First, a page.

All of that shit is awesome, right? Yeah. It’s amazing. I work so damn hard everyday to maintain the serenity I so badly need in my life.

But it’s kinda weird too. I have moments where I miss being a miserable drunk. I know that’s crazy, but getting drunk means I won’t have to feel anything. I’m a lazy ass person. Super lazy. It’s challenging to have to work on myself twenty-four hours a day, seven days a week. Drunk Kate didn’t have to do anything but sit on the damn couch and watch the Real Housewives of Atlanta. Sober Kate has to pray, read, call my sponsor, embrace the fellowship of others, use healthy coping skills, be present and be accountable. I share my sober story through this blog, because I need to be honest and transparent with others in my life. No more secrets. I mean, I’m probably going to lie to you if you ask me if I’m wearing the same pants that I’ve been sleeping in for four days while at kindergarten drop off.

 

Of course these aren’t the same pants. I’m super mom. I do 70,000 loads of laundry every morning. With a smile on my face. ***** ALL LIES *****

The pants are comfy man, so lay off.

 

I haven’t been sober for years and years. I’m still learning how to navigate life without wine, sometimes I’m pretty good at it, sometimes I suck at it. It’s progress, not perfection. One day at a time. ONE. Not the next 90 years of my life. Just today. This one day.  We’ll see what tomorrow brings, but I do know this…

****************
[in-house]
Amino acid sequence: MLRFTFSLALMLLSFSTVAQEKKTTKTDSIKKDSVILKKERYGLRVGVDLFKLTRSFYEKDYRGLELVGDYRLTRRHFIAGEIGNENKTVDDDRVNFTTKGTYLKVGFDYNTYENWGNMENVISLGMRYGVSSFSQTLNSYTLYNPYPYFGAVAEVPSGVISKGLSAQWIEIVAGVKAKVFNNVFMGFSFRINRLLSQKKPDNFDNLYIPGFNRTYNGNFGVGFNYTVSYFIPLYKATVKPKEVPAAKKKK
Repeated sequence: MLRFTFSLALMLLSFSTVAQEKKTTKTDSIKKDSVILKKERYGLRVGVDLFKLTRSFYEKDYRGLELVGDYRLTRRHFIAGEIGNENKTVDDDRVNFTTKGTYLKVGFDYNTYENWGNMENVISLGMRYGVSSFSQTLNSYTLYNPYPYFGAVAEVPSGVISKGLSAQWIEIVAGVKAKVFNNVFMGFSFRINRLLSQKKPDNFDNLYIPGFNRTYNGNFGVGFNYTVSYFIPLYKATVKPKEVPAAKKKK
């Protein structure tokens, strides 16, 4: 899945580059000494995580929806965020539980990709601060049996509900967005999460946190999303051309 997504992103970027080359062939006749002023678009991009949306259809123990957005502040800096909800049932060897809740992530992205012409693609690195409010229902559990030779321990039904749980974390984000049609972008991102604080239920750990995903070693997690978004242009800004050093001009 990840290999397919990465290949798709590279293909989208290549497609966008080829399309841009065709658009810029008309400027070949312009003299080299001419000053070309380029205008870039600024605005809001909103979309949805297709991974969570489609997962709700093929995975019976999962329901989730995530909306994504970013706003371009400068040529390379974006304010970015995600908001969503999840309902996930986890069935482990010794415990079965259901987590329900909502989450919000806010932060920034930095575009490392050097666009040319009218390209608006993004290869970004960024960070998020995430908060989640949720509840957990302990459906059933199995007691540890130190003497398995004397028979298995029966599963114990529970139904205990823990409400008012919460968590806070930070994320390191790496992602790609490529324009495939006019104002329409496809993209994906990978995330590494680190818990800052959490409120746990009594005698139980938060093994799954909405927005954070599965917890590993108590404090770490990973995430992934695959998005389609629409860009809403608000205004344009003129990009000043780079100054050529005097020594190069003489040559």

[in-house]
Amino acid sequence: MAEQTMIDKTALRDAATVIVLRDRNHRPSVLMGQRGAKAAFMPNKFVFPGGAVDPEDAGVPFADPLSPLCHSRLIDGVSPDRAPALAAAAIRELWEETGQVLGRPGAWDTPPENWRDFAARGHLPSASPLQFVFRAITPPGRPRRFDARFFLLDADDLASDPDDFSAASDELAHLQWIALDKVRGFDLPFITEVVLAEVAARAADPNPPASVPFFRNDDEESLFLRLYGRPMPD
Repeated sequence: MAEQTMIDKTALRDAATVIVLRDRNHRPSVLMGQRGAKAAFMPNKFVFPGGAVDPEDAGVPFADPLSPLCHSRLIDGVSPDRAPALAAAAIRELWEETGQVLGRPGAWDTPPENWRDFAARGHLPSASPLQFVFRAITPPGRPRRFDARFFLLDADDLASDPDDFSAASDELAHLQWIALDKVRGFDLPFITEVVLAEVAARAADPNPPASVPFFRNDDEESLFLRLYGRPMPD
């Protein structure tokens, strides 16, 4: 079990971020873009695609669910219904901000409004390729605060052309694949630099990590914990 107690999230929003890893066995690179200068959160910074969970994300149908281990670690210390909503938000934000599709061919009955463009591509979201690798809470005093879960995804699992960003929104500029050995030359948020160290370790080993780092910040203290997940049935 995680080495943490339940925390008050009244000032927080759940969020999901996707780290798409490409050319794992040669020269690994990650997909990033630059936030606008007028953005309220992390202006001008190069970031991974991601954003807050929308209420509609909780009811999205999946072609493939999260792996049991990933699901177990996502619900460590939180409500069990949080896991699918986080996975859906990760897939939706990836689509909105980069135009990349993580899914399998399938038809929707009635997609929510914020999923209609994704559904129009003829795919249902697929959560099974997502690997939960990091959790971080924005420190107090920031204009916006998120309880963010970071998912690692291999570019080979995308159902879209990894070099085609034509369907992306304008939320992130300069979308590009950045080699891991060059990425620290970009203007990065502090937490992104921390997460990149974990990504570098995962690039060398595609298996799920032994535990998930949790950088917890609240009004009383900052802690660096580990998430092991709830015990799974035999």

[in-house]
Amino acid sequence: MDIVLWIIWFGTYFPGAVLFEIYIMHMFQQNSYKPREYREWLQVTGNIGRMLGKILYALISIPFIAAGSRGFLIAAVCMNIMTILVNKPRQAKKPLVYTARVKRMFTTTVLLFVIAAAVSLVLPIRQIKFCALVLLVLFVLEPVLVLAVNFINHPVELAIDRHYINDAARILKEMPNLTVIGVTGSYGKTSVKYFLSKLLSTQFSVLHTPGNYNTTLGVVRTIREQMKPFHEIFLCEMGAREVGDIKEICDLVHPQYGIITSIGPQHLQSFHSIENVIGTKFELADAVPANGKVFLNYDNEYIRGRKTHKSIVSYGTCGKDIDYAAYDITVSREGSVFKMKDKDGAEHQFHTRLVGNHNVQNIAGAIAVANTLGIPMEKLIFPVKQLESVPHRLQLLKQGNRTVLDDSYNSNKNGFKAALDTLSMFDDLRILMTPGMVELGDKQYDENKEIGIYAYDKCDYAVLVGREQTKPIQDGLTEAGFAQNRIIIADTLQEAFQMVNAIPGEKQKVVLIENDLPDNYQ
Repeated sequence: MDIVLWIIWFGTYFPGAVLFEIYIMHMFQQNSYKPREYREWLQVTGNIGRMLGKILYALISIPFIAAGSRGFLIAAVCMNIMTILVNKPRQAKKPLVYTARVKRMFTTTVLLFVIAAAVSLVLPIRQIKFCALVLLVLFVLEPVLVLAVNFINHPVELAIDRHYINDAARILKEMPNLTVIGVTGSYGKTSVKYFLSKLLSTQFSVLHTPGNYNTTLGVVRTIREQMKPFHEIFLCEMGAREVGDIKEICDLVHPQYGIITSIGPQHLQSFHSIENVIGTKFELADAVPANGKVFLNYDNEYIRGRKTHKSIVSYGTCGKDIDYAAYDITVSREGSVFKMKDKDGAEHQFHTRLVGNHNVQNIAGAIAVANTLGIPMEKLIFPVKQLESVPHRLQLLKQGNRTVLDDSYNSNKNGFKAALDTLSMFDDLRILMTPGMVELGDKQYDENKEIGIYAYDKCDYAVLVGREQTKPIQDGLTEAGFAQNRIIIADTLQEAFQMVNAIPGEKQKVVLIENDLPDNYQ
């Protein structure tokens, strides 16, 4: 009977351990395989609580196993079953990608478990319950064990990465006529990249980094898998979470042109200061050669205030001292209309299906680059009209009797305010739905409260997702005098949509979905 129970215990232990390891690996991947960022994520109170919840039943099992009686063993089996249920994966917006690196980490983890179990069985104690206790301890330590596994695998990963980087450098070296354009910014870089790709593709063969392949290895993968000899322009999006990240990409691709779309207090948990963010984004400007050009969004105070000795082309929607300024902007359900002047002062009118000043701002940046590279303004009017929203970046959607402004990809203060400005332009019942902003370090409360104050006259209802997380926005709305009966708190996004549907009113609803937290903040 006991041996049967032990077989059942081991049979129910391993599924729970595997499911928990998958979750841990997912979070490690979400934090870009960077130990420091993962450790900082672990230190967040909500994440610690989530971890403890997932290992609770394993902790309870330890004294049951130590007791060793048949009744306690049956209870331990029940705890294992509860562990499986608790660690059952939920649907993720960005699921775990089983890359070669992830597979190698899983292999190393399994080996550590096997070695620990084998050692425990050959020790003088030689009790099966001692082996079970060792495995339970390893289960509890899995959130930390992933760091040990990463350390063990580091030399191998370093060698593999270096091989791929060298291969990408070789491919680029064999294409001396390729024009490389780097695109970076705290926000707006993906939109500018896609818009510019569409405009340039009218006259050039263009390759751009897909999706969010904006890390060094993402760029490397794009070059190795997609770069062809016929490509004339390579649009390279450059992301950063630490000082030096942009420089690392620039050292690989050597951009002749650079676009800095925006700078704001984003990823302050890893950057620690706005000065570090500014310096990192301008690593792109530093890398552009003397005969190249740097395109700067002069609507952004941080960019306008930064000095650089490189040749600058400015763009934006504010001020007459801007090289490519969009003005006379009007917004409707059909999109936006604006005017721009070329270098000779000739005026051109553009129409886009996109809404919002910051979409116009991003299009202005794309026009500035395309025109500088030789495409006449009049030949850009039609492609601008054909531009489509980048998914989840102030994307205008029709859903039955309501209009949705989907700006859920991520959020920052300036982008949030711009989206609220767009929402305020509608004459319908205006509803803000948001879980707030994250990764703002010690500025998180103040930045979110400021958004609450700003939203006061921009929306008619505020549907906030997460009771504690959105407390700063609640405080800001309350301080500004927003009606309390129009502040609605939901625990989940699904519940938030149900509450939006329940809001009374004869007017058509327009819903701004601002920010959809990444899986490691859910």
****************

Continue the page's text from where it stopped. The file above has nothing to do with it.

Every single moment of every day it gets better and better. Every feeling, good or bad, brings me closer and closer to peace. Just by feeling them, staring them in the face, instead of ignoring them with a PBR tall boy.

I still yell at my kids. I still have road rage (bc no one in Michigan knows how to drive apparently…). I’m still selfish and loud. I’m still jerk to the most important people in my life- but you know what? I’m sober. It’s only through sobriety that I can grow and learn to forgive and accept forgivness for my actions and those of others. I pray for complete strangers and I feel Gods presence in the quiet moments of the day.

 

If the old me read this, I would probably laugh. A life without alcohol was not a possiblity. I couldn’t even imagine it.

 

I am so grateful to be able to share this journey with others as I grow and learn to love the new me. We don’t do it alone.

 

One day at a time.

 

46853629_10102750615506757_2530707130097336320_n* OMG THERE’S LIFE BEHIND MY EYES*

a comedy of errors

It’s been awhile.

I debated whether I even wanted to write about this. I worried what people would think. I worried about losing friends. I worried about judgement. But, worrying really gets you no where.

I feel like since I’ve started sharing my sobriety journey I have been pretty transparent. I chose to approach my addiction with complete honesty. It’s my hope that someone else who needs help might read this. Living with your  addiction in isolation is a horrible place to be. Alone. Scared. Sick.

I know there’s people out there who don’t think I should be talking about this so publicly.

 

What will people think?

 

WHO CARES?

 

This is my life. This is my journey. The only way that I can maintain my sobriety is to share my story with others, and hope that the still suffering alcoholic might decide to take those first steps into sobriety feeling a little less alone.

You’re not alone.

We are not alone.

We do this together. It’s the only way.

At least for me it is.

I want to be held accountable in all aspects of my life, especially this. We’re only as sick as our secrets.

I had a secret.